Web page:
By Kimberly Sheppard Research Co-ordinator
Assessing the most practical and effective ways to sanitize hands of catching crew members
By Kimberly Sheppard Research Co-ordinator
Featured researchers: Manon Racicot, Arthur Kocher, Guy Beauchamp, Ann Letellier, Jean-Pierre Vaillancourt, University of Montreal
Hand sanitizing is extremely important to prevent the spread of pathogens — be it from person to person or from farm to farm. But, are all sanitizing methods created equal? Are the convenient alcohol-based gels and wipes as good as (or better than) good old soap and water? Or are they best used in combination? This question is especially relevant to catching crew members, who can heavily contaminate their hands with organic material, then act as mechanical vectors spreading diseases between farms. Hand hygiene is also important to prevent zoonotic agent contamination such as Escherichia coli O157 and Salmonella enteritidis for which health consequences can be serious.
Many studies in human medicine tend to make hand rub with a disinfecting gel a standard for hand hygiene. However, few studies have tested the effectiveness of hand hygiene products on visibly contaminated hands. Dr. Jean-Pierre Vaillancourt and his research team at the University of Montreal have been evaluating the effectiveness of practical hand sanitization protocols: soap and water, degreasing cream, and hand wipes, all combined with alcohol-based hand gel. The use of alcohol-based gel alone was also evaluated. Thirty-two repetitions of each hand-washing protocol were done.
The study was conducted under field conditions, from July to August 2010. A catching crew was followed during normal working hours. To be as close as possible to field conditions, no specific time and quantity were required for washing or rubbing hands with the different products. An explanation was given on how to perform the four protocols (different steps) without indicating specific time or quantity to use. However, the time spent by each person for each protocol (the time spent to wash hands before applying the alcohol-based gel and the time spent to rub hands with the alcohol-based gel) was recorded using a video camera and the quantity of alcohol-based gel used was estimated by recording the number of times each participant pressed on the delivery device fixed on the alcohol-based gel container.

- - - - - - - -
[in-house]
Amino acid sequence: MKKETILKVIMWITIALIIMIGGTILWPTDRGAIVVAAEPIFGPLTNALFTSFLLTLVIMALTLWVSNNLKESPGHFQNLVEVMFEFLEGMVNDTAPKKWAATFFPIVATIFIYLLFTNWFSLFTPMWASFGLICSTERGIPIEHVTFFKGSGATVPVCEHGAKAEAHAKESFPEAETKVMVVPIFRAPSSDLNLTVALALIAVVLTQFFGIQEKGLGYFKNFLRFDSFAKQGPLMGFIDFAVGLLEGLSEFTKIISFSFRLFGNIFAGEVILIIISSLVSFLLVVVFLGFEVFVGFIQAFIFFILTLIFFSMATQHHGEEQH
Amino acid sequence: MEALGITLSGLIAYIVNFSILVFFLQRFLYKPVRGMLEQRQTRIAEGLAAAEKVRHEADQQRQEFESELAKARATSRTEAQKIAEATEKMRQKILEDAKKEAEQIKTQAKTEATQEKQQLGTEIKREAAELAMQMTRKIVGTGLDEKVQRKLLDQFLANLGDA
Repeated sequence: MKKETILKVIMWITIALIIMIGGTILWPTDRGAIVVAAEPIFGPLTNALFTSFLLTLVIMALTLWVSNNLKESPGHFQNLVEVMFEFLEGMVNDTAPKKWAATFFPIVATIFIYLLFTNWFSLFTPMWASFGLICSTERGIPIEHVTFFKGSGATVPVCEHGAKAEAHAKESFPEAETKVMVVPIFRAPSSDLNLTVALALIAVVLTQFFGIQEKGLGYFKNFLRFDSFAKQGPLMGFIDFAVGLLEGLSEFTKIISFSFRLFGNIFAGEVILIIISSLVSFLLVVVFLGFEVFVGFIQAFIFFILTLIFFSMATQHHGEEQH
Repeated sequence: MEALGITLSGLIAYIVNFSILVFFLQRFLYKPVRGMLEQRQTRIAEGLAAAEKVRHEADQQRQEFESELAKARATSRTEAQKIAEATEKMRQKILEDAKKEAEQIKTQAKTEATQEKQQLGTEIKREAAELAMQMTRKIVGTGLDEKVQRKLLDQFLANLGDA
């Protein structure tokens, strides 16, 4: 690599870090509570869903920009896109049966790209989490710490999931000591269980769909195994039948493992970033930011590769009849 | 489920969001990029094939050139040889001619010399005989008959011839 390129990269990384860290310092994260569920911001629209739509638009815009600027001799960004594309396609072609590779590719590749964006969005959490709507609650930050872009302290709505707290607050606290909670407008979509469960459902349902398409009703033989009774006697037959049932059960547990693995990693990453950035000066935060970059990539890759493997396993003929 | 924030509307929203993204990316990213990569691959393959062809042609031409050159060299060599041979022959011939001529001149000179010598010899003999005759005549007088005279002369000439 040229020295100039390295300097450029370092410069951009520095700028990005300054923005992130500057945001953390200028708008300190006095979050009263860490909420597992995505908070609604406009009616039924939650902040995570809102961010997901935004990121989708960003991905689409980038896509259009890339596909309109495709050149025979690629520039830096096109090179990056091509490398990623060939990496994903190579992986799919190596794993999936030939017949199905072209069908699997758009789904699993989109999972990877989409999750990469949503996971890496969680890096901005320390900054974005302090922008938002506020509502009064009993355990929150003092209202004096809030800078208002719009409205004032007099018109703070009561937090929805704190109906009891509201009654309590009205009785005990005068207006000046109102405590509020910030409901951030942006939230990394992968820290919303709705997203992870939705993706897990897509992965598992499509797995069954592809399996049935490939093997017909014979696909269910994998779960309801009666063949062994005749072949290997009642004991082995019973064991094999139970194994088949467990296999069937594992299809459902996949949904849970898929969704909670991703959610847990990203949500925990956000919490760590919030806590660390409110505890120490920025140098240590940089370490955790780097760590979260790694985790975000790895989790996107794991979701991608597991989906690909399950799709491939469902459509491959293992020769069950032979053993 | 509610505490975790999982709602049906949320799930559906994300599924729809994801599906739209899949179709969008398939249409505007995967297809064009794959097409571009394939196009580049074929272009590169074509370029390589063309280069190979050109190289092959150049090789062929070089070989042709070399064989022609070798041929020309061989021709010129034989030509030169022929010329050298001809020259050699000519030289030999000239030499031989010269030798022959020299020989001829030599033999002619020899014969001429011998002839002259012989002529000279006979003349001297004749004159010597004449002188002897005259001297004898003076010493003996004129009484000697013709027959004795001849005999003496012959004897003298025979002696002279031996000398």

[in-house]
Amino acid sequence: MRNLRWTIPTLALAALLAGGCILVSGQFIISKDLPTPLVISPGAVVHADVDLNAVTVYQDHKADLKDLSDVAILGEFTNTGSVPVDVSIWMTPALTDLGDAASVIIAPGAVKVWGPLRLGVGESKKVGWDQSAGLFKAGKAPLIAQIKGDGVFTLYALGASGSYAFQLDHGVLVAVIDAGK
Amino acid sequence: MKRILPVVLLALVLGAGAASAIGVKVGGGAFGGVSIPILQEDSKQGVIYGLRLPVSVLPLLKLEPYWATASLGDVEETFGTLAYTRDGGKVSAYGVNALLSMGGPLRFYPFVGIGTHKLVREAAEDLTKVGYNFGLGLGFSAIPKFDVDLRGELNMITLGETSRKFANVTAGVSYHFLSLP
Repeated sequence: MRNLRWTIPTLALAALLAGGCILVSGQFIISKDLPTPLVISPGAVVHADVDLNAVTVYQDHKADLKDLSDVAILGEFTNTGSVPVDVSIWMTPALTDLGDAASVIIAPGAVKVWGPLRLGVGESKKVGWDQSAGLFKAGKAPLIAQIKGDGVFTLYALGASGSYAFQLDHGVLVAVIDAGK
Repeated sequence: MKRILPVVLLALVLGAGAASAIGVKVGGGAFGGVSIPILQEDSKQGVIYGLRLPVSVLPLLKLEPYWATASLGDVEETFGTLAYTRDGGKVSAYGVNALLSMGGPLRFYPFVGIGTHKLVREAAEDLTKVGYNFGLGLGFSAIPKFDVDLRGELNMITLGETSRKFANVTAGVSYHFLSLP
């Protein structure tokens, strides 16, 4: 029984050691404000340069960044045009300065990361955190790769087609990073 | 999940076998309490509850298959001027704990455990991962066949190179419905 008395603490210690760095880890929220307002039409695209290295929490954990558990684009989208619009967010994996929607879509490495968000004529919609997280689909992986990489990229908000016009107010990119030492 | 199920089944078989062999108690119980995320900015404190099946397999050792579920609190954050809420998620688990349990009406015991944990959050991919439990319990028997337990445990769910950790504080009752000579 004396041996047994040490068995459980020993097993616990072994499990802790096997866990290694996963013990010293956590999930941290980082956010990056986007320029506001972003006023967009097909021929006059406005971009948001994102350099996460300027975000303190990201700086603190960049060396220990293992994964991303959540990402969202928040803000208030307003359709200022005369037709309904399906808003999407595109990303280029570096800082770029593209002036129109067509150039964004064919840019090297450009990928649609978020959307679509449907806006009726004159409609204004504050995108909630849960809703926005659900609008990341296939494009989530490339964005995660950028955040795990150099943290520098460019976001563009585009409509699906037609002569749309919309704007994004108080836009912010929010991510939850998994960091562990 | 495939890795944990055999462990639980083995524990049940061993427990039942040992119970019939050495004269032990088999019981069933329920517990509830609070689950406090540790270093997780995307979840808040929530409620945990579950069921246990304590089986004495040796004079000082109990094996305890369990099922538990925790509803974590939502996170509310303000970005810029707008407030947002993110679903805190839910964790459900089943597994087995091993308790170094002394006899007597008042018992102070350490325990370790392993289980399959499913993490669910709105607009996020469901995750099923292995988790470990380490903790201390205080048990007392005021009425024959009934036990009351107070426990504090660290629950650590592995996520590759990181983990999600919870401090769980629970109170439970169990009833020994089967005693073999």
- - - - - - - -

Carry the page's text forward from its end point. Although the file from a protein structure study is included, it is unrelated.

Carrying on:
Their findings? For the reduction of coliforms after washing, there was no statistically significant difference between protocols when the initial level of contamination was low to moderate. When hands were highly contaminated, the alcohol-based gel alone was less effective than the degreasing cream combined with the alcohol-based gel. As for the reduction in total aerobic counts after washing, there was no difference between protocols when the initial level of contamination was low. The soap and water with alcohol-based gel protocol was more effective than the scrubbing wipes and alcohol-based gel protocol when hands were moderately and highly contaminated. All protocols were effective in neutralizing Salmonella.